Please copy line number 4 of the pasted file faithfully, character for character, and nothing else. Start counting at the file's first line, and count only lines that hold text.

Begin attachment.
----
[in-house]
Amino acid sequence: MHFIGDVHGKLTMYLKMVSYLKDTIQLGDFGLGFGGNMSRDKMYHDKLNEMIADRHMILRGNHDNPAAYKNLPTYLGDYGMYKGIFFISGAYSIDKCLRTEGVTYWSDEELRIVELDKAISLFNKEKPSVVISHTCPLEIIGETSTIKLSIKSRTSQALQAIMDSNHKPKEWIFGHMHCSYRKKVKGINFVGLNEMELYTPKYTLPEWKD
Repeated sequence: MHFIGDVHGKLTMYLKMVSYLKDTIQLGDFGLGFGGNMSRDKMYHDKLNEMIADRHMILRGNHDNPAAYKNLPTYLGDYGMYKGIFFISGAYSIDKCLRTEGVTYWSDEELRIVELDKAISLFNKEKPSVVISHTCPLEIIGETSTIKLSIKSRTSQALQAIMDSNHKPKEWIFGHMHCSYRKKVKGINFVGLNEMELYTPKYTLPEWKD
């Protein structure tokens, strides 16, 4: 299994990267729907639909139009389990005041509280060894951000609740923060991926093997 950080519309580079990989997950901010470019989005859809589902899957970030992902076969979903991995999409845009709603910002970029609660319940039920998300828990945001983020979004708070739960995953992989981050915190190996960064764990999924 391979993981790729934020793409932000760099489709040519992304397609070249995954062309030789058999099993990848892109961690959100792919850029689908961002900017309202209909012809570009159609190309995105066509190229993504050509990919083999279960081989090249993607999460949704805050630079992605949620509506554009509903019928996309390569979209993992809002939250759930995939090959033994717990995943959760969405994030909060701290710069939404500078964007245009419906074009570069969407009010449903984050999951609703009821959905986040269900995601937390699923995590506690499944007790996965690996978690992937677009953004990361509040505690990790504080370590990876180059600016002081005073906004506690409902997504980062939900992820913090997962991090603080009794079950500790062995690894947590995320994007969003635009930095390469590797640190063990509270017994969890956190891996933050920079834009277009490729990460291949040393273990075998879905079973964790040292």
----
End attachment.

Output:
């Protein structure tokens, strides 16, 4: 299994990267729907639909139009389990005041509280060894951000609740923060991926093997 950080519309580079990989997950901010470019989005859809589902899957970030992902076969979903991995999409845009709603910002970029609660319940039920998300828990945001983020979004708070739960995953992989981050915190190996960064764990999924 391979993981790729934020793409932000760099489709040519992304397609070249995954062309030789058999099993990848892109961690959100792919850029689908961002900017309202209909012809570009159609190309995105066509190229993504050509990919083999279960081989090249993607999460949704805050630079992605949620509506554009509903019928996309390569979209993992809002939250759930995939090959033994717990995943959760969405994030909060701290710069939404500078964007245009419906074009570069969407009010449903984050999951609703009821959905986040269900995601937390699923995590506690499944007790996965690996978690992937677009953004990361509040505690990790504080370590990876180059600016002081005073906004506690409902997504980062939900992820913090997962991090603080009794079950500790062995690894947590995320994007969003635009930095390469590797640190063990509270017994969890956190891996933050920079834009277009490729990460291949040393273990075998879905079973964790040292």